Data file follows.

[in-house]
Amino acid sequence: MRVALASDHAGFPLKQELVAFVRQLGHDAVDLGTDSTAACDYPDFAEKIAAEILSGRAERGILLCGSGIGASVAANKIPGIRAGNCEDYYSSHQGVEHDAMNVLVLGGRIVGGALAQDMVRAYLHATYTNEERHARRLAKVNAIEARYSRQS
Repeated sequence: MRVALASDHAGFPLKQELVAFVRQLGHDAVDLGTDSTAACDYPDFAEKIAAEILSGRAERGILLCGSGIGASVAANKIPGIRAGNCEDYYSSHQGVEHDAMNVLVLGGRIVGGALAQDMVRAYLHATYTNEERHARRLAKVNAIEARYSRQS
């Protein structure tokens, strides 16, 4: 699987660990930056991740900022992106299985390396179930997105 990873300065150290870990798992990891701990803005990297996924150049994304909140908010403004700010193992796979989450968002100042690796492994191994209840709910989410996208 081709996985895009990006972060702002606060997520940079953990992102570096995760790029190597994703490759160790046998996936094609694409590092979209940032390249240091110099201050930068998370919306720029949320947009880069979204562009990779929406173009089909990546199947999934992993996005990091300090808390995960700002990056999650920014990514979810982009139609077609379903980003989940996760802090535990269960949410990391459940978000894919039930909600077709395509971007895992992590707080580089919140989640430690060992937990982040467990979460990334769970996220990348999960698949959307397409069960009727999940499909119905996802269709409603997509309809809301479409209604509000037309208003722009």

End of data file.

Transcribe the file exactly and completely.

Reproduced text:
[in-house]
Amino acid sequence: MRVALASDHAGFPLKQELVAFVRQLGHDAVDLGTDSTAACDYPDFAEKIAAEILSGRAERGILLCGSGIGASVAANKIPGIRAGNCEDYYSSHQGVEHDAMNVLVLGGRIVGGALAQDMVRAYLHATYTNEERHARRLAKVNAIEARYSRQS
Repeated sequence: MRVALASDHAGFPLKQELVAFVRQLGHDAVDLGTDSTAACDYPDFAEKIAAEILSGRAERGILLCGSGIGASVAANKIPGIRAGNCEDYYSSHQGVEHDAMNVLVLGGRIVGGALAQDMVRAYLHATYTNEERHARRLAKVNAIEARYSRQS
């Protein structure tokens, strides 16, 4: 699987660990930056991740900022992106299985390396179930997105 990873300065150290870990798992990891701990803005990297996924150049994304909140908010403004700010193992796979989450968002100042690796492994191994209840709910989410996208 081709996985895009990006972060702002606060997520940079953990992102570096995760790029190597994703490759160790046998996936094609694409590092979209940032390249240091110099201050930068998370919306720029949320947009880069979204562009990779929406173009089909990546199947999934992993996005990091300090808390995960700002990056999650920014990514979810982009139609077609379903980003989940996760802090535990269960949410990391459940978000894919039930909600077709395509971007895992992590707080580089919140989640430690060992937990982040467990979460990334769970996220990348999960698949959307397409069960009727999940499909119905996802269709409603997509309809809301479409209604509000037309208003722009």